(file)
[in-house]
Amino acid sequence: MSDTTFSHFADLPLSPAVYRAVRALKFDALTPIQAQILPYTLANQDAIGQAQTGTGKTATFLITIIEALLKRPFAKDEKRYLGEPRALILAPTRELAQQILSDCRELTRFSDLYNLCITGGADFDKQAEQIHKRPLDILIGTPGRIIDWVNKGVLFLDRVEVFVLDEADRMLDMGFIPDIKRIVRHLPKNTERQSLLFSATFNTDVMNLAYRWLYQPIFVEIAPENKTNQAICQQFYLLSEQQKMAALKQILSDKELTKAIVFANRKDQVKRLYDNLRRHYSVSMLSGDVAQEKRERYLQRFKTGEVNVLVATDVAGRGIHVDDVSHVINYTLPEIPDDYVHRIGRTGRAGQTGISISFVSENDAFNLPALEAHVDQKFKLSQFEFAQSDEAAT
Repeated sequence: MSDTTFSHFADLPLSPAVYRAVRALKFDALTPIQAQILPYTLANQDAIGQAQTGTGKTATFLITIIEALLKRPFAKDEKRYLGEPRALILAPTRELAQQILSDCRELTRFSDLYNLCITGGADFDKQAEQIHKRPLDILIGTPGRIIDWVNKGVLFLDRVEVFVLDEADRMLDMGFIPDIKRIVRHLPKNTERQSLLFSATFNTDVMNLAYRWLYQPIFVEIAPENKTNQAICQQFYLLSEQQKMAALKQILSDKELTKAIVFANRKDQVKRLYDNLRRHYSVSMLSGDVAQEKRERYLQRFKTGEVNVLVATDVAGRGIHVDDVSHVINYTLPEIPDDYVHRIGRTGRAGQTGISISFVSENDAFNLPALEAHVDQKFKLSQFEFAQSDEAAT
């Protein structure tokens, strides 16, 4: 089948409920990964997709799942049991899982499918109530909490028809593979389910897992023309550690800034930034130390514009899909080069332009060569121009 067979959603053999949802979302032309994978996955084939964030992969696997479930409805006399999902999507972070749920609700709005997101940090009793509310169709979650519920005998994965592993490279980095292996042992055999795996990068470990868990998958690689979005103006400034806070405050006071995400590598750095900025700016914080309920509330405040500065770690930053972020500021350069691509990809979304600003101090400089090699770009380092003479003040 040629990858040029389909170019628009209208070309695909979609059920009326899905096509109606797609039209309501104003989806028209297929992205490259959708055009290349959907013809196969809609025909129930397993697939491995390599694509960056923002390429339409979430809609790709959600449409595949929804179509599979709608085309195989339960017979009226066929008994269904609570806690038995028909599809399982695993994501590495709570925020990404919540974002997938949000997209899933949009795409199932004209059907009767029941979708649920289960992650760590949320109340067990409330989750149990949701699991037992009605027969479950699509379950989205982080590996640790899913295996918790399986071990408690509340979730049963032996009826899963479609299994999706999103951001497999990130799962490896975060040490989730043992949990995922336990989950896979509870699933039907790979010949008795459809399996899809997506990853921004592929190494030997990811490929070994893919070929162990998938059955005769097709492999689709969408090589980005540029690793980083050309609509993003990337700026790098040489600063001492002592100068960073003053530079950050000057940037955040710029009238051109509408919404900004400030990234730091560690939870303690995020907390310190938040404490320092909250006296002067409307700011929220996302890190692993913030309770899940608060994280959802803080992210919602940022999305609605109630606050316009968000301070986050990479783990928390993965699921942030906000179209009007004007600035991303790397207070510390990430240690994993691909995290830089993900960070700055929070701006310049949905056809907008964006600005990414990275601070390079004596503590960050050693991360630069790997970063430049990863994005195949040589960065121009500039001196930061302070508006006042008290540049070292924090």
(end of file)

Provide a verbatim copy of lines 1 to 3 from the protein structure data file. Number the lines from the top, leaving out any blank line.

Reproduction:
[in-house]
Amino acid sequence: MSDTTFSHFADLPLSPAVYRAVRALKFDALTPIQAQILPYTLANQDAIGQAQTGTGKTATFLITIIEALLKRPFAKDEKRYLGEPRALILAPTRELAQQILSDCRELTRFSDLYNLCITGGADFDKQAEQIHKRPLDILIGTPGRIIDWVNKGVLFLDRVEVFVLDEADRMLDMGFIPDIKRIVRHLPKNTERQSLLFSATFNTDVMNLAYRWLYQPIFVEIAPENKTNQAICQQFYLLSEQQKMAALKQILSDKELTKAIVFANRKDQVKRLYDNLRRHYSVSMLSGDVAQEKRERYLQRFKTGEVNVLVATDVAGRGIHVDDVSHVINYTLPEIPDDYVHRIGRTGRAGQTGISISFVSENDAFNLPALEAHVDQKFKLSQFEFAQSDEAAT
Repeated sequence: MSDTTFSHFADLPLSPAVYRAVRALKFDALTPIQAQILPYTLANQDAIGQAQTGTGKTATFLITIIEALLKRPFAKDEKRYLGEPRALILAPTRELAQQILSDCRELTRFSDLYNLCITGGADFDKQAEQIHKRPLDILIGTPGRIIDWVNKGVLFLDRVEVFVLDEADRMLDMGFIPDIKRIVRHLPKNTERQSLLFSATFNTDVMNLAYRWLYQPIFVEIAPENKTNQAICQQFYLLSEQQKMAALKQILSDKELTKAIVFANRKDQVKRLYDNLRRHYSVSMLSGDVAQEKRERYLQRFKTGEVNVLVATDVAGRGIHVDDVSHVINYTLPEIPDDYVHRIGRTGRAGQTGISISFVSENDAFNLPALEAHVDQKFKLSQFEFAQSDEAAT